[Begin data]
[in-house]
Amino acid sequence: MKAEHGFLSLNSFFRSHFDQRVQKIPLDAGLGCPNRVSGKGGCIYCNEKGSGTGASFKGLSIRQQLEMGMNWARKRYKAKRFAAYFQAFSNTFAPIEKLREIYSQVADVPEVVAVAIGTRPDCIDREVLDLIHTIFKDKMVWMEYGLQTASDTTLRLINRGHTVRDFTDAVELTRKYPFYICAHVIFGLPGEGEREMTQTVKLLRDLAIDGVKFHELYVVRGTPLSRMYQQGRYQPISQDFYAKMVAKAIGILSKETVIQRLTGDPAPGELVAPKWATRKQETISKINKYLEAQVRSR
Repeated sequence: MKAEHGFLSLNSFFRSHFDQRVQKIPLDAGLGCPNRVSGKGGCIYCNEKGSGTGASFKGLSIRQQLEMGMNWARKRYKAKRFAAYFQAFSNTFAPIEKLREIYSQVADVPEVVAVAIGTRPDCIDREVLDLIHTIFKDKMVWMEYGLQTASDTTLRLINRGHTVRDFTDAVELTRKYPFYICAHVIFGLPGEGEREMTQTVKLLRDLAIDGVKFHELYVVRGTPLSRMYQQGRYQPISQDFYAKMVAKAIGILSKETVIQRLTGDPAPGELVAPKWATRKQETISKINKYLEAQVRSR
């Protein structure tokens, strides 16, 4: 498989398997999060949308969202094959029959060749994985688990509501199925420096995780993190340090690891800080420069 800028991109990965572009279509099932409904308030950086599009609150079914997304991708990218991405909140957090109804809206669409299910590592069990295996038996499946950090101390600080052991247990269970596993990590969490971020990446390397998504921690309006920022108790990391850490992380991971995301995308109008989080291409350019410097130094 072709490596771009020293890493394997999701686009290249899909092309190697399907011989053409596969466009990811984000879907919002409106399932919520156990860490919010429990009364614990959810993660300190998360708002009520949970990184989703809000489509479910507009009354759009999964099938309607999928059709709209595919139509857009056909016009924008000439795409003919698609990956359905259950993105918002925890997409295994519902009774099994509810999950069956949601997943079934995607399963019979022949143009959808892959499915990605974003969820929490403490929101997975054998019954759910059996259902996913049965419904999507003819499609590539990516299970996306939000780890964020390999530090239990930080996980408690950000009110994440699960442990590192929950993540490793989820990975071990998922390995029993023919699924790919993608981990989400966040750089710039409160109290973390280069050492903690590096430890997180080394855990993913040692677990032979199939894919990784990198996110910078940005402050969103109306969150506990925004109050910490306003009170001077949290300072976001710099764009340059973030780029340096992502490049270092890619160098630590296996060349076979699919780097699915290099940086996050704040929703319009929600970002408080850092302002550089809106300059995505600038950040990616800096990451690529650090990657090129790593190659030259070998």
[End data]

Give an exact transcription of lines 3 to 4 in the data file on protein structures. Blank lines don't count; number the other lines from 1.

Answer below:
Repeated sequence: MKAEHGFLSLNSFFRSHFDQRVQKIPLDAGLGCPNRVSGKGGCIYCNEKGSGTGASFKGLSIRQQLEMGMNWARKRYKAKRFAAYFQAFSNTFAPIEKLREIYSQVADVPEVVAVAIGTRPDCIDREVLDLIHTIFKDKMVWMEYGLQTASDTTLRLINRGHTVRDFTDAVELTRKYPFYICAHVIFGLPGEGEREMTQTVKLLRDLAIDGVKFHELYVVRGTPLSRMYQQGRYQPISQDFYAKMVAKAIGILSKETVIQRLTGDPAPGELVAPKWATRKQETISKINKYLEAQVRSR
């Protein structure tokens, strides 16, 4: 498989398997999060949308969202094959029959060749994985688990509501199925420096995780993190340090690891800080420069 800028991109990965572009279509099932409904308030950086599009609150079914997304991708990218991405909140957090109804809206669409299910590592069990295996038996499946950090101390600080052991247990269970596993990590969490971020990446390397998504921690309006920022108790990391850490992380991971995301995308109008989080291409350019410097130094 072709490596771009020293890493394997999701686009290249899909092309190697399907011989053409596969466009990811984000879907919002409106399932919520156990860490919010429990009364614990959810993660300190998360708002009520949970990184989703809000489509479910507009009354759009999964099938309607999928059709709209595919139509857009056909016009924008000439795409003919698609990956359905259950993105918002925890997409295994519902009774099994509810999950069956949601997943079934995607399963019979022949143009959808892959499915990605974003969820929490403490929101997975054998019954759910059996259902996913049965419904999507003819499609590539990516299970996306939000780890964020390999530090239990930080996980408690950000009110994440699960442990590192929950993540490793989820990975071990998922390995029993023919699924790919993608981990989400966040750089710039409160109290973390280069050492903690590096430890997180080394855990993913040692677990032979199939894919990784990198996110910078940005402050969103109306969150506990925004109050910490306003009170001077949290300072976001710099764009340059973030780029340096992502490049270092890619160098630590296996060349076979699919780097699915290099940086996050704040929703319009929600970002408080850092302002550089809106300059995505600038950040990616800096990451690529650090990657090129790593190659030259070998």